Wednesday, August 6, 2008

Remembering



Kelly Ingram Park is a place for remembering.  Birmingham in the 1960's was a city in turmoil. This is a part of Birmingham's history that evokes memories of racial stife that tore our city apart and a civil rights movement that demanded much needed changes.  Today Birmingham still remembers the past and takes pride in the positive changes that have taken place over the years.  Kelly Ingram Park sits across the street from the Birmingham Civil Rights Institute and the 16th Avenue Baptist Church.  The sculpture  in this park is startling and thought provoking, serving as a visual reminder of sacrifices made during those turbulent times.  It is indeed a place for remembering,  learning from the past, and celebrating the present. 

I will be bringing more photos from this historic district in weeks to come.

8 comments:

PJ said...

Last year my husband and I stayed at the Tutwiler which put us in proximity to everything in the downtown area. We visited Kelly Ingram Park and were given a tour by one of the locals. Nearby was the Sixteenth Street Baptist Church which I had heard of all my life. It was really moving to be in the places where such important struggles took place. Great choice for a photo.
Pensacola Daily Photo

Halcyon said...

Great composition! Having a person contemplating the statue makes for a more interesting photo than just the statue itself.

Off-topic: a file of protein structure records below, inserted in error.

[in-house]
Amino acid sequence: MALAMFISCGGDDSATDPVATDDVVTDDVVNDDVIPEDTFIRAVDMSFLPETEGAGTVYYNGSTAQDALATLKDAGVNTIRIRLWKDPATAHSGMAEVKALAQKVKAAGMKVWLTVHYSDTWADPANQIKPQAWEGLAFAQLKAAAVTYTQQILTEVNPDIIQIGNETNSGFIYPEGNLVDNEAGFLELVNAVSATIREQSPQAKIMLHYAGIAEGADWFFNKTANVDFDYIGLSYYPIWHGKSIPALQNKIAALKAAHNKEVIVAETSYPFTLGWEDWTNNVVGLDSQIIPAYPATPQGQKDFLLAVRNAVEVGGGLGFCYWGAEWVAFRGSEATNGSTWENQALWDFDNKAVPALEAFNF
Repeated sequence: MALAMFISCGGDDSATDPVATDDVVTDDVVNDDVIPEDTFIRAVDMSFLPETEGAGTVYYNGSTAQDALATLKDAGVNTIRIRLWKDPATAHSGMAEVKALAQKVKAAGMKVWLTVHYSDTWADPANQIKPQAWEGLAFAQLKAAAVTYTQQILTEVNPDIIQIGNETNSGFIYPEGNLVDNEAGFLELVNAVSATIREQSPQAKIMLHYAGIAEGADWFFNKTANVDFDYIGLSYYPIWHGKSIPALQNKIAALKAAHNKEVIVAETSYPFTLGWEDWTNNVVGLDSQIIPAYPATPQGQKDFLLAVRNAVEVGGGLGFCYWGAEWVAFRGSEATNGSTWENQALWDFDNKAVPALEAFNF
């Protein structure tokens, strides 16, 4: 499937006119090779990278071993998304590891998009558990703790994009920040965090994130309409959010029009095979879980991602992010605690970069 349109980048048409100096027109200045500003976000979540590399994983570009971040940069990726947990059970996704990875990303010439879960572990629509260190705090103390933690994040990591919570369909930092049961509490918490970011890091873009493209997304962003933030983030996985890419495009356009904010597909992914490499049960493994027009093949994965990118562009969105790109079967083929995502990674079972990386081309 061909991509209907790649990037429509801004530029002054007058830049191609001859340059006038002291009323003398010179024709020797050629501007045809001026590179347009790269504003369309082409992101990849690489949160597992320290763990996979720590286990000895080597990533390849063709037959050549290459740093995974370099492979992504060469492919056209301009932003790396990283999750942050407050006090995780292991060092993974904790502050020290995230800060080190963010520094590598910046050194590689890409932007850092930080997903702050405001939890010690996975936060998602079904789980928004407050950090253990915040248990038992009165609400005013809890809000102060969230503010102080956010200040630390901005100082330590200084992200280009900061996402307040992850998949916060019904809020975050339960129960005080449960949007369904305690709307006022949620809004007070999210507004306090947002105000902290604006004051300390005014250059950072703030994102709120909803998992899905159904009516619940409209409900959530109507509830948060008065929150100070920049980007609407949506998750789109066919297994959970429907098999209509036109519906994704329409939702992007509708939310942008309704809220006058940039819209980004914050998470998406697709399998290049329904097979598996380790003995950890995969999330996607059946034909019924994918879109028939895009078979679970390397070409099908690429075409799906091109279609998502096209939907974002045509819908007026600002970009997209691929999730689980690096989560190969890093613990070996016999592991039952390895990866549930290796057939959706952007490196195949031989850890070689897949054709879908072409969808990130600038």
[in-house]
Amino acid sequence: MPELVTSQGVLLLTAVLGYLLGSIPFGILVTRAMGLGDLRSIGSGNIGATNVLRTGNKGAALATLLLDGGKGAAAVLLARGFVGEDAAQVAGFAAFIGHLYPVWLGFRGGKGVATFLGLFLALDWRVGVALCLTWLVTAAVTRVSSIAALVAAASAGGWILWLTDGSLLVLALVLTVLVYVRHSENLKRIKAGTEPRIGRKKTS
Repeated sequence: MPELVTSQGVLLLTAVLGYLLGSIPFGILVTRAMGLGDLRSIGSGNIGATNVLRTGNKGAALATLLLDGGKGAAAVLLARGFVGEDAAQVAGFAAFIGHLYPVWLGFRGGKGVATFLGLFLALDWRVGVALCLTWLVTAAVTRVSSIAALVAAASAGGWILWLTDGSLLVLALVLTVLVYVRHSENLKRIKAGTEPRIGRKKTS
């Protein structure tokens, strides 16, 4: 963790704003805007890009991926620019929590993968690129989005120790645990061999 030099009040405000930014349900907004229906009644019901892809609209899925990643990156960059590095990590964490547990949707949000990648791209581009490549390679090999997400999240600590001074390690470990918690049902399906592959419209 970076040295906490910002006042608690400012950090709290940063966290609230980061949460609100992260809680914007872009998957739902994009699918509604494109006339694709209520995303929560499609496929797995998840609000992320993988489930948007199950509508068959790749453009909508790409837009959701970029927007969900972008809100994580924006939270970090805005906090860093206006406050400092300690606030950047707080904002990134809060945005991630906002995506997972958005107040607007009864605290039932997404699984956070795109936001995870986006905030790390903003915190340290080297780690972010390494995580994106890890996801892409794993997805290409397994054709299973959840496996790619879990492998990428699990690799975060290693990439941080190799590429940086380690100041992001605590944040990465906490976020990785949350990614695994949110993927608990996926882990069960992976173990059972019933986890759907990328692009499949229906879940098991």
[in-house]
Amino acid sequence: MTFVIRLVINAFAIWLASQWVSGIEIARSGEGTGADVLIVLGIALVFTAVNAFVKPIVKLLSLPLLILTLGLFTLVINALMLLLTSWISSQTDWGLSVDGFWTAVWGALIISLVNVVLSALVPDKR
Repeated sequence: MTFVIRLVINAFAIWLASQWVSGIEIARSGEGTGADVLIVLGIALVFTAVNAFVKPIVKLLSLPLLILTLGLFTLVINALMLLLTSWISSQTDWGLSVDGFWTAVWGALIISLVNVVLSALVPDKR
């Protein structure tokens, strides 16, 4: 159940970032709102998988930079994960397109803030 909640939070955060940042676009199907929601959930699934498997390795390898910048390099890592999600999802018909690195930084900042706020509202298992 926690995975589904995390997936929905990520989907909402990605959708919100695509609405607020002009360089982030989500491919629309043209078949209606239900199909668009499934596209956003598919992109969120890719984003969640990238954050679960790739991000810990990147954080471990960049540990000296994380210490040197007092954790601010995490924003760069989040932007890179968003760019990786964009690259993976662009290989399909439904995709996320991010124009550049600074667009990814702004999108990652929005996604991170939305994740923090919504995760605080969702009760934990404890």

Jackson has also had its share of racial strife. I really need to find the Medgar Evers house and put that on my blog one of these days.

Laurie said...

What a powerful and disturbing sculpture. It's painful to look at. This photo is very moving, VIrginia.

sbuser said...

Very poignant

Marie Reed said...

I am looking forward to your historical district series à la Virginia!

Dusty Lens said...

Well done, difficult to shoot and talk about our troubled past. But important to remember to refrain it from ever happening again.

D.C. Confidential said...

Wow! What an evocative and honest memorial to a dark period in our nation's history. Bravo to the men and women of Birmingham who stood up to injustice!

Corker2 said...

I seem to remember what happened there back in the early 60's. I was still in High School back then.